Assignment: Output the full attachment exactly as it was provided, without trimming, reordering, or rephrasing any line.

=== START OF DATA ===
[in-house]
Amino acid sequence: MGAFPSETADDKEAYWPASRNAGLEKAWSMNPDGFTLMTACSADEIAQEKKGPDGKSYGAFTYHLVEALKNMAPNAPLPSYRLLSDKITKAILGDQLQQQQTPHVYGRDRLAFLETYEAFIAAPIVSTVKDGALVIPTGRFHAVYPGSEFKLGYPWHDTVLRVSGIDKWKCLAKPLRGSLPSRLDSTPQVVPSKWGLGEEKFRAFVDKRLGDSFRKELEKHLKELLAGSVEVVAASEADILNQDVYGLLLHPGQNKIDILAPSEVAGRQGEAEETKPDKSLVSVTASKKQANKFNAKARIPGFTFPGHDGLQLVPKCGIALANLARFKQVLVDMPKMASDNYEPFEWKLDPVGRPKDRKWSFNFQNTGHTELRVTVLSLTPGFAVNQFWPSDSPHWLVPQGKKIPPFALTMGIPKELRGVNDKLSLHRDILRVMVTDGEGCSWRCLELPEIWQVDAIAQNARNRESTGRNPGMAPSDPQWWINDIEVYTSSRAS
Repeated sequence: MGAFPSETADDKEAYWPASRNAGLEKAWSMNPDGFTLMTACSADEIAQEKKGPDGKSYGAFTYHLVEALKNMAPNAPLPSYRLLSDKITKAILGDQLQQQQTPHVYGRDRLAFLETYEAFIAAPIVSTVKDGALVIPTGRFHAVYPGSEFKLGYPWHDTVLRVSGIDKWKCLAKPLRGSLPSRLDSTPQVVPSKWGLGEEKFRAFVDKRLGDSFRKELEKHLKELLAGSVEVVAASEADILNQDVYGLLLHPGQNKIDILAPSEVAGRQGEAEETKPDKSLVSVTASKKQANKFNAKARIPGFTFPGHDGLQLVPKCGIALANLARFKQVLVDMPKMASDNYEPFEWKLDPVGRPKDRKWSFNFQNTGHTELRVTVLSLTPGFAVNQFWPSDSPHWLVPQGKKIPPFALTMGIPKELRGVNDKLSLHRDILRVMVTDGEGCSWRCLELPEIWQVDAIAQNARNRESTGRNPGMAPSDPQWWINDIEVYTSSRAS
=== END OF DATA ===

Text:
[in-house]
Amino acid sequence: MGAFPSETADDKEAYWPASRNAGLEKAWSMNPDGFTLMTACSADEIAQEKKGPDGKSYGAFTYHLVEALKNMAPNAPLPSYRLLSDKITKAILGDQLQQQQTPHVYGRDRLAFLETYEAFIAAPIVSTVKDGALVIPTGRFHAVYPGSEFKLGYPWHDTVLRVSGIDKWKCLAKPLRGSLPSRLDSTPQVVPSKWGLGEEKFRAFVDKRLGDSFRKELEKHLKELLAGSVEVVAASEADILNQDVYGLLLHPGQNKIDILAPSEVAGRQGEAEETKPDKSLVSVTASKKQANKFNAKARIPGFTFPGHDGLQLVPKCGIALANLARFKQVLVDMPKMASDNYEPFEWKLDPVGRPKDRKWSFNFQNTGHTELRVTVLSLTPGFAVNQFWPSDSPHWLVPQGKKIPPFALTMGIPKELRGVNDKLSLHRDILRVMVTDGEGCSWRCLELPEIWQVDAIAQNARNRESTGRNPGMAPSDPQWWINDIEVYTSSRAS
Repeated sequence: MGAFPSETADDKEAYWPASRNAGLEKAWSMNPDGFTLMTACSADEIAQEKKGPDGKSYGAFTYHLVEALKNMAPNAPLPSYRLLSDKITKAILGDQLQQQQTPHVYGRDRLAFLETYEAFIAAPIVSTVKDGALVIPTGRFHAVYPGSEFKLGYPWHDTVLRVSGIDKWKCLAKPLRGSLPSRLDSTPQVVPSKWGLGEEKFRAFVDKRLGDSFRKELEKHLKELLAGSVEVVAASEADILNQDVYGLLLHPGQNKIDILAPSEVAGRQGEAEETKPDKSLVSVTASKKQANKFNAKARIPGFTFPGHDGLQLVPKCGIALANLARFKQVLVDMPKMASDNYEPFEWKLDPVGRPKDRKWSFNFQNTGHTELRVTVLSLTPGFAVNQFWPSDSPHWLVPQGKKIPPFALTMGIPKELRGVNDKLSLHRDILRVMVTDGEGCSWRCLELPEIWQVDAIAQNARNRESTGRNPGMAPSDPQWWINDIEVYTSSRAS